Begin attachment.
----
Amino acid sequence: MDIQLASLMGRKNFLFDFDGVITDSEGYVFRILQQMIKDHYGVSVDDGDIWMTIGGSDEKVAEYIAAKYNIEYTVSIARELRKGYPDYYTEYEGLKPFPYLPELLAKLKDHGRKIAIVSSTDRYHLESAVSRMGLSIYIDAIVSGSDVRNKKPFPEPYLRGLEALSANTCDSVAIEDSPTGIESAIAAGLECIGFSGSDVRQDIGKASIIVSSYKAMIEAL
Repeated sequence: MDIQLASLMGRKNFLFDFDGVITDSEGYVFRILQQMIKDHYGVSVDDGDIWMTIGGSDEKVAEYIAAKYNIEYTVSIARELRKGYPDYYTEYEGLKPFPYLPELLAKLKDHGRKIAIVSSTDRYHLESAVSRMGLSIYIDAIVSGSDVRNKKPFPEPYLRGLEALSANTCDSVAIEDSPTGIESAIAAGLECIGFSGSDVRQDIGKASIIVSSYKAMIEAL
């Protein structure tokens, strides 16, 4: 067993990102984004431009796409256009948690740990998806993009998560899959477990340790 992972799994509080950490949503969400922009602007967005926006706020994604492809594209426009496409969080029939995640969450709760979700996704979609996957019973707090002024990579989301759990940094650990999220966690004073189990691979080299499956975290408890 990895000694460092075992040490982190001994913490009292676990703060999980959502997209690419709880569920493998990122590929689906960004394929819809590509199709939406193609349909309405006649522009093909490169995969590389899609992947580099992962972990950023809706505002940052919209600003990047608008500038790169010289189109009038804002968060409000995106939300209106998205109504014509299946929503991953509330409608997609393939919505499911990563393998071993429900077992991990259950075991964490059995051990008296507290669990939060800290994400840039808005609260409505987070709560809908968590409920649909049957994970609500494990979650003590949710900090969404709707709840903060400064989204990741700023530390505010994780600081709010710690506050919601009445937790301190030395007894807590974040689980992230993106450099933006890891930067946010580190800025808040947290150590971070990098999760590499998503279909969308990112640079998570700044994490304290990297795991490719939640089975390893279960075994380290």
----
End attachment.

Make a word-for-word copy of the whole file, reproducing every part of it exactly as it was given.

Amino acid sequence: MDIQLASLMGRKNFLFDFDGVITDSEGYVFRILQQMIKDHYGVSVDDGDIWMTIGGSDEKVAEYIAAKYNIEYTVSIARELRKGYPDYYTEYEGLKPFPYLPELLAKLKDHGRKIAIVSSTDRYHLESAVSRMGLSIYIDAIVSGSDVRNKKPFPEPYLRGLEALSANTCDSVAIEDSPTGIESAIAAGLECIGFSGSDVRQDIGKASIIVSSYKAMIEAL
Repeated sequence: MDIQLASLMGRKNFLFDFDGVITDSEGYVFRILQQMIKDHYGVSVDDGDIWMTIGGSDEKVAEYIAAKYNIEYTVSIARELRKGYPDYYTEYEGLKPFPYLPELLAKLKDHGRKIAIVSSTDRYHLESAVSRMGLSIYIDAIVSGSDVRNKKPFPEPYLRGLEALSANTCDSVAIEDSPTGIESAIAAGLECIGFSGSDVRQDIGKASIIVSSYKAMIEAL
């Protein structure tokens, strides 16, 4: 067993990102984004431009796409256009948690740990998806993009998560899959477990340790 992972799994509080950490949503969400922009602007967005926006706020994604492809594209426009496409969080029939995640969450709760979700996704979609996957019973707090002024990579989301759990940094650990999220966690004073189990691979080299499956975290408890 990895000694460092075992040490982190001994913490009292676990703060999980959502997209690419709880569920493998990122590929689906960004394929819809590509199709939406193609349909309405006649522009093909490169995969590389899609992947580099992962972990950023809706505002940052919209600003990047608008500038790169010289189109009038804002968060409000995106939300209106998205109504014509299946929503991953509330409608997609393939919505499911990563393998071993429900077992991990259950075991964490059995051990008296507290669990939060800290994400840039808005609260409505987070709560809908968590409920649909049957994970609500494990979650003590949710900090969404709707709840903060400064989204990741700023530390505010994780600081709010710690506050919601009445937790301190030395007894807590974040689980992230993106450099933006890891930067946010580190800025808040947290150590971070990098999760590499998503279909969308990112640079998570700044994490304290990297795991490719939640089975390893279960075994380290």